Glutathione exists within cells in its reduced form (GSH), meaning it has an extra electron. In the process of neutralizing reactive oxygen species it becomes oxidized (GSSG), but reacts with another oxidized glutathione to become glutathione disulfide.  Because of enzymatic activity, glutathione is self-healing, particularly in the presence of available cysteine.  (Miller. 2002)  In healthy cells, more than ninety percent is the reduced form…and it should stay that way.  (Owen. 2010) This has strong implications for dietary habits.

Raising GSH through direct supplementation is difficult.  Research suggests that oral glutathione is not well-absorbed across the gastrointestinal tract, since it may be inactivated by peptidase enzymes in the gut.  (Witschi. 1992)  At least in the brain, GSH may be elevated by vitamin D. (Garcion. 2001)   However, the supplements, N-acetyl cysteine (NAC) and lipoic acid can increase GSH levels.  (Gross.1993)   (Busse. 1992)   (Shay. 2009) Ongoing research will determine the true bioavailability of oral supplementation.  In cases of Acetaminophen (Tylenol) poisoning, the number one cause of emergency room poisoning visits, the hospital will likely use NAC as an antidote.  Among health care providers, at least a little speculation has focused on the inclusion of NAC in acetaminophen tablets and capsules.

Although no specific foods contain glutathione, there are some that can elevate levels, most by virtue of their sulfur content, including animal products, red peppers, cabbage, broccoli, Brussels sprouts, onions, oats, lentils, beets, eggs, and parsley.  Because it is fundamental to a raft of physiological process, especially as an antioxidant, it’s wise to eat the foods that will ramp it up, including olives.


Visioli F, Wolfram R, Richard D, Abdullah MI, Crea R.
Olive phenolics increase glutathione levels in healthy volunteers.

J Agric Food Chem. 2009 Mar 11; 57(5):1793-6.

Lauren T. Miller, Walter H. Watso, Ward G. Kirlin, Thomas R. Ziegler and Dean P. Jones
Oxidation of the Glutathione/Glutathione Disulfide Redox State Is Induced by Cysteine Deficiency in Human Colon Carcinoma HT29 Cells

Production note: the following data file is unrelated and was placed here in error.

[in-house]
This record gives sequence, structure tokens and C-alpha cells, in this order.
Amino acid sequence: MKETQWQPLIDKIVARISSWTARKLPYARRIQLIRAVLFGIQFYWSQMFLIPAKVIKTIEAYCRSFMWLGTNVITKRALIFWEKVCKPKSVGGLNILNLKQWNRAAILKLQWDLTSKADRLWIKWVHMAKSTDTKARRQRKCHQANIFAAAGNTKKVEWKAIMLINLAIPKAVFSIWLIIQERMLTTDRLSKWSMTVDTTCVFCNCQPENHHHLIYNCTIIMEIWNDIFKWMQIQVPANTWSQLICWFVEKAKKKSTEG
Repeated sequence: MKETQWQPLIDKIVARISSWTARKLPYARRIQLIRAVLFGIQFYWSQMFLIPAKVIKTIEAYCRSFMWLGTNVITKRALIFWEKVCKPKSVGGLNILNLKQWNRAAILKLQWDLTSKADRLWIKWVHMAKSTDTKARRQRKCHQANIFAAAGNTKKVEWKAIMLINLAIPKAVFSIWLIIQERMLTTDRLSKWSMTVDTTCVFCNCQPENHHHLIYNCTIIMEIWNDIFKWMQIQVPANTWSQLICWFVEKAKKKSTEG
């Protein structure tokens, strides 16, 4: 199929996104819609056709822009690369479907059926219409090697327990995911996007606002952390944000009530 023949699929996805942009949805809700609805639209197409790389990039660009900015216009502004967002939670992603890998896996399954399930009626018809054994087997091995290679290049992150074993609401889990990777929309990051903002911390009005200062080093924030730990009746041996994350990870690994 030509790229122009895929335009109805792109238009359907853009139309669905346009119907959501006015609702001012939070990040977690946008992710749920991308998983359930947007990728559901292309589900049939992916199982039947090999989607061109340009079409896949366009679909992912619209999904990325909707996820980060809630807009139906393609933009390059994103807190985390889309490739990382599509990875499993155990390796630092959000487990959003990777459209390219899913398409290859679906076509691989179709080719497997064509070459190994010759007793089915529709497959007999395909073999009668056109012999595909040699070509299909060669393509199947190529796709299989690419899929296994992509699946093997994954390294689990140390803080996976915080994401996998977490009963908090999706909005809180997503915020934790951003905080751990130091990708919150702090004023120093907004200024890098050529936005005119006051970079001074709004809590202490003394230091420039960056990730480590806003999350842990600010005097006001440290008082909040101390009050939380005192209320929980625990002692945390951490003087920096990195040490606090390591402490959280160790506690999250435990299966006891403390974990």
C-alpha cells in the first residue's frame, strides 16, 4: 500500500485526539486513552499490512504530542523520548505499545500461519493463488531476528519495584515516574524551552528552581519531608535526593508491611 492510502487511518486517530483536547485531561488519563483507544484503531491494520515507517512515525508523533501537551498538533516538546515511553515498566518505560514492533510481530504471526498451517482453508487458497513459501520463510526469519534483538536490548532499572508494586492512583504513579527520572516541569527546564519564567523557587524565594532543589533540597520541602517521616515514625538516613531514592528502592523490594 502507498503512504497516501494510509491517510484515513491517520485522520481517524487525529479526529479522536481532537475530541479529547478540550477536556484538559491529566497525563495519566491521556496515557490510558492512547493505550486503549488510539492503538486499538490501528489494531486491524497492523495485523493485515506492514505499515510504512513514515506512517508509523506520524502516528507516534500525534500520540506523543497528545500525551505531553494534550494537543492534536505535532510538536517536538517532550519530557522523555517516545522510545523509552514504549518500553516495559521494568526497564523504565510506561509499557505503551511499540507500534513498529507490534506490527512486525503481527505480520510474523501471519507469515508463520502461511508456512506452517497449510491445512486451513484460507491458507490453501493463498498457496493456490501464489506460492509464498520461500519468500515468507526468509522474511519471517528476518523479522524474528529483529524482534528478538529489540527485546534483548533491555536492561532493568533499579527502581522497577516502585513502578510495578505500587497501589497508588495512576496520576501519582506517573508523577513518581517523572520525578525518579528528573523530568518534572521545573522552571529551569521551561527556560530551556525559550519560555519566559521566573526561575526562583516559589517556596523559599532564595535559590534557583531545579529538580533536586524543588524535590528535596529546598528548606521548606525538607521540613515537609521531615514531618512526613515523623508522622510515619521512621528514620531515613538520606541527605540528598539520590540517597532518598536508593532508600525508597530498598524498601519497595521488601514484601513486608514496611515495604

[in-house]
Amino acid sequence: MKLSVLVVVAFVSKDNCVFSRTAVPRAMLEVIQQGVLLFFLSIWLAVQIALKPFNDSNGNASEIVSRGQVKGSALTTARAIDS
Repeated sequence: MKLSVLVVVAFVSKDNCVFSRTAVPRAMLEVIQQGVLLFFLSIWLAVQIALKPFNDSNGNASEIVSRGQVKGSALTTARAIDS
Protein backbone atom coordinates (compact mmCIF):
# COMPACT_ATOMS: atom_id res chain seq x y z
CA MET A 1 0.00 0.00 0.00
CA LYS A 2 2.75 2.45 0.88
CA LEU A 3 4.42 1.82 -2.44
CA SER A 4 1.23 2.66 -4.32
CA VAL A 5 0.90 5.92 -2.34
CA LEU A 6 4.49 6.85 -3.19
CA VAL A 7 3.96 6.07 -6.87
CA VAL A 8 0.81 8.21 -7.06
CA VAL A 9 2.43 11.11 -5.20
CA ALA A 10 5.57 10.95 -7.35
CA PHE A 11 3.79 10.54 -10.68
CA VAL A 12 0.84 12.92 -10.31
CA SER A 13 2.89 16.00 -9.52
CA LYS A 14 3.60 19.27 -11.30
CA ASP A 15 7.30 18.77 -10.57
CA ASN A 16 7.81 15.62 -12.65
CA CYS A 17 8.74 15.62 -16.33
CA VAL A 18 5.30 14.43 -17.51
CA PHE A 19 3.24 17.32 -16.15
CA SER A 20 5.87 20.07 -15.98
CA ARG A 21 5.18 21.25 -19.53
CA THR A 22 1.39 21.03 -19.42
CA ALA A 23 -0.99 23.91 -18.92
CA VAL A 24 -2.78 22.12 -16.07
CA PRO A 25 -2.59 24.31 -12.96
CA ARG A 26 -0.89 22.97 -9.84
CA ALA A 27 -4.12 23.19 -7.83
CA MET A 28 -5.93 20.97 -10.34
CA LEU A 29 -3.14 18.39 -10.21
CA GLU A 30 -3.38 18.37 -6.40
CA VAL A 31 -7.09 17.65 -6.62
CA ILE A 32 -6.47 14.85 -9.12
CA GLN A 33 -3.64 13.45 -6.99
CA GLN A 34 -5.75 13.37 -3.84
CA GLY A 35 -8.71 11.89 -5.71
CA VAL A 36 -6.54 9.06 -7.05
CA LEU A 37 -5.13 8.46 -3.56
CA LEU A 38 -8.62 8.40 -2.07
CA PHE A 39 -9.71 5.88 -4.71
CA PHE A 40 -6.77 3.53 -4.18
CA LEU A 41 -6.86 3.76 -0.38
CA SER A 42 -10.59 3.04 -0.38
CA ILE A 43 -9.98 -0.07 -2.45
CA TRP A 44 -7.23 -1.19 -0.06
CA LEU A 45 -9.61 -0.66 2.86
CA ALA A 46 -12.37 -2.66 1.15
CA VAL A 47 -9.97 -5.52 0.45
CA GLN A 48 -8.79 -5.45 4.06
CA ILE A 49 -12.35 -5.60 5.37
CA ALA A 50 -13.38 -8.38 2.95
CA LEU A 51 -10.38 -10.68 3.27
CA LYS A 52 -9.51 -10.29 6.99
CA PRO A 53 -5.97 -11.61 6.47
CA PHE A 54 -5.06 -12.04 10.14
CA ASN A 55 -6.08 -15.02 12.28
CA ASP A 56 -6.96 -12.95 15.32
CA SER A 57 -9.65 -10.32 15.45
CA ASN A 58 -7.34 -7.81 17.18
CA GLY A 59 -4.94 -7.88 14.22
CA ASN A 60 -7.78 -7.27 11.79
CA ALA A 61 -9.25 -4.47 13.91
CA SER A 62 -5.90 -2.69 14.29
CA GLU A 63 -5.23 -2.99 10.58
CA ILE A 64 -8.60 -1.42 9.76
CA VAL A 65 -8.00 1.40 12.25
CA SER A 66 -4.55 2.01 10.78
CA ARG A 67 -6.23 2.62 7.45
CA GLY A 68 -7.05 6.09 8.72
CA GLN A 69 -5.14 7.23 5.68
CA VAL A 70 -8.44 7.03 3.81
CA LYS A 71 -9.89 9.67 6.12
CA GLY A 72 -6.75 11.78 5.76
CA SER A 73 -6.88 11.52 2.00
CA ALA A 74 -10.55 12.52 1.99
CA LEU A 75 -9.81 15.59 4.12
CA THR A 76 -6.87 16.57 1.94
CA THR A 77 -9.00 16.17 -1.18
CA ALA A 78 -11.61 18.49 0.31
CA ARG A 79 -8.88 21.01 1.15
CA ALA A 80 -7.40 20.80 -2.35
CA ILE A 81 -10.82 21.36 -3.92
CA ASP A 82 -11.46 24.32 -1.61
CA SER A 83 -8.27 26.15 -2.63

J. Nutr. 132:2303-2306, 2002

Owen JB, Butterfield DA.
Measurement of oxidized/reduced glutathione ratio.
Methods Mol Biol. 2010;648:269-77.

Witschi A, Reddy S, Stofer B, Lauterburg BH.
The systemic availability of oral glutathione.
Eur J Clin Pharmacol. 1992;43(6):667-9.

Garcion E, Wion-Barbot N, Montero-Menei CN, Berger F, Wion D.
New clues about vitamin D functions in the nervous system.
Trends Endocrinol Metab. 2002 Apr;13(3):100-5.

Gross CL, Innace JK, Hovatter RC, Meier HL, Smith WJ.
Biochemical manipulation of intracellular glutathione levels influences cytotoxicity to isolated human lymphocytes by sulfur mustard.
Cell Biol Toxicol. 1993 Jul-Sep;9(3):259-67.

Busse E, Zimmer G, Schopohl B, Kornhuber B.
Influence of alpha-lipoic acid on intracellular glutathione in vitro and in vivo.
Arzneimittelforschung. 1992 Jun;42(6):829-31.

Kate Petersen Shay, Régis F. Moreau, Eric J. Smith, Anthony R. Smith, and Tory M. Hagen
Alpha-lipoic acid as a dietary supplement: Molecular mechanisms and therapeutic potential
Biochim Biophys Acta. 2009 October; 1790(10): 1149–1160.

Wu G, Fang YZ, Yang S, Lupton JR, Turner ND.
Glutathione metabolism and its implications for health.
J Nutr. 2004 Mar;134(3):489-92.

*These statements have not been evaluated by the FDA.
These products are not intended to treat, diagnose, cure, or prevent any disease.

Brain Fog

red-bow-on-fingerThere is a relationship between central nervous system missteps and markers of inflammation. Age doesn’t matter; it happens across the board. If the occasional bout of forgetfulness strikes you, you might recoil in fear of early-onset dementia, especially if the “occasions” are too close together. Is there anything you can do about this? Could it be something you ate? Maybe it’s something you didn’t eat.